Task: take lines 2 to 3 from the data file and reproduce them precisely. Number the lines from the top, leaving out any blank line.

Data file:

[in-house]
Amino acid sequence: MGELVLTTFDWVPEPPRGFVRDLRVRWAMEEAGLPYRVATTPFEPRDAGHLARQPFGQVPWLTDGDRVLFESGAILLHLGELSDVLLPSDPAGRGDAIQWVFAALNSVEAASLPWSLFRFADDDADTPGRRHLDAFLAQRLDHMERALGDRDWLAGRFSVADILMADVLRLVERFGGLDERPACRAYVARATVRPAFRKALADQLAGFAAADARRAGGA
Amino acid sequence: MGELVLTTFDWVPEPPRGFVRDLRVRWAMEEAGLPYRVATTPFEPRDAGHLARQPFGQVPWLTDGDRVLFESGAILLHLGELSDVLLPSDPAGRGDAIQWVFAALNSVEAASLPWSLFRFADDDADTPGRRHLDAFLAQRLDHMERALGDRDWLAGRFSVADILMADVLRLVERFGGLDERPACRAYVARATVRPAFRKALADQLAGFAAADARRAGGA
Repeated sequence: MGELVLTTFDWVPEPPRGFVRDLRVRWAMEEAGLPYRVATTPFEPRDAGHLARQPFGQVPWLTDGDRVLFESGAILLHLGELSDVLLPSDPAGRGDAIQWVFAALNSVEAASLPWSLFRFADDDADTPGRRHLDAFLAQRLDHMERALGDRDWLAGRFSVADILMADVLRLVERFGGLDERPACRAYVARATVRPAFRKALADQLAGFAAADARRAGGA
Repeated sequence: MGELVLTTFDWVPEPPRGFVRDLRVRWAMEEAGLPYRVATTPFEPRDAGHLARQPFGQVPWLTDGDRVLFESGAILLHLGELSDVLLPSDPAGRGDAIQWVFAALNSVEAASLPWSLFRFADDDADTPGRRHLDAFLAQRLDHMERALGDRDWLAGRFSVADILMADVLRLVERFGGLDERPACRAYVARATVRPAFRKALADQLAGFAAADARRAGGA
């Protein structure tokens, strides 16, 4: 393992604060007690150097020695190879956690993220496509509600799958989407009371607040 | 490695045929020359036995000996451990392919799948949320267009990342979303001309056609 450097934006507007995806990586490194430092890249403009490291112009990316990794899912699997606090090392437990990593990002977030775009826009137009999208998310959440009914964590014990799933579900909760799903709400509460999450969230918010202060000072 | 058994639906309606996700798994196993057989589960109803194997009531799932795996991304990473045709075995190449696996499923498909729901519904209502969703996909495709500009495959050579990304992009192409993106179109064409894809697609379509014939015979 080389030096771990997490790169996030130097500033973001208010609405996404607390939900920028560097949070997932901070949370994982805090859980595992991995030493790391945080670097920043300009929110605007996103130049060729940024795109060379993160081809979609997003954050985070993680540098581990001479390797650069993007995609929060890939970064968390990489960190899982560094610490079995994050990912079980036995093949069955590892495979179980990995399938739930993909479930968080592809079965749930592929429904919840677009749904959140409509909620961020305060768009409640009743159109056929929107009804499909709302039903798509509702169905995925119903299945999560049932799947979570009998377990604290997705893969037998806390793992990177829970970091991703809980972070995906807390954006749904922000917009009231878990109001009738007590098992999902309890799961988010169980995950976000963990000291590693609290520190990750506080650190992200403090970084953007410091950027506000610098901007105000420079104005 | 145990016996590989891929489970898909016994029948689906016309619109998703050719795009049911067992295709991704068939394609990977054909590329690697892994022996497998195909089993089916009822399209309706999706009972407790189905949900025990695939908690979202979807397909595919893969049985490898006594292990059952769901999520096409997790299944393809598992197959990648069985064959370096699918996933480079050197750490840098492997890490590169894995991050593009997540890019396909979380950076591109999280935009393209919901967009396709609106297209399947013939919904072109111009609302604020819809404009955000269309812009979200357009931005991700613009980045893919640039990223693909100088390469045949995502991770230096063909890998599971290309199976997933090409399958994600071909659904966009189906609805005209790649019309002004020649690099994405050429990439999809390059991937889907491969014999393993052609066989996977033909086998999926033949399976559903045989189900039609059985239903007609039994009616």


Amino acid sequence: MGELVLTTFDWVPEPPRGFVRDLRVRWAMEEAGLPYRVATTPFEPRDAGHLARQPFGQVPWLTDGDRVLFESGAILLHLGELSDVLLPSDPAGRGDAIQWVFAALNSVEAASLPWSLFRFADDDADTPGRRHLDAFLAQRLDHMERALGDRDWLAGRFSVADILMADVLRLVERFGGLDERPACRAYVARATVRPAFRKALADQLAGFAAADARRAGGA
Amino acid sequence: MGELVLTTFDWVPEPPRGFVRDLRVRWAMEEAGLPYRVATTPFEPRDAGHLARQPFGQVPWLTDGDRVLFESGAILLHLGELSDVLLPSDPAGRGDAIQWVFAALNSVEAASLPWSLFRFADDDADTPGRRHLDAFLAQRLDHMERALGDRDWLAGRFSVADILMADVLRLVERFGGLDERPACRAYVARATVRPAFRKALADQLAGFAAADARRAGGA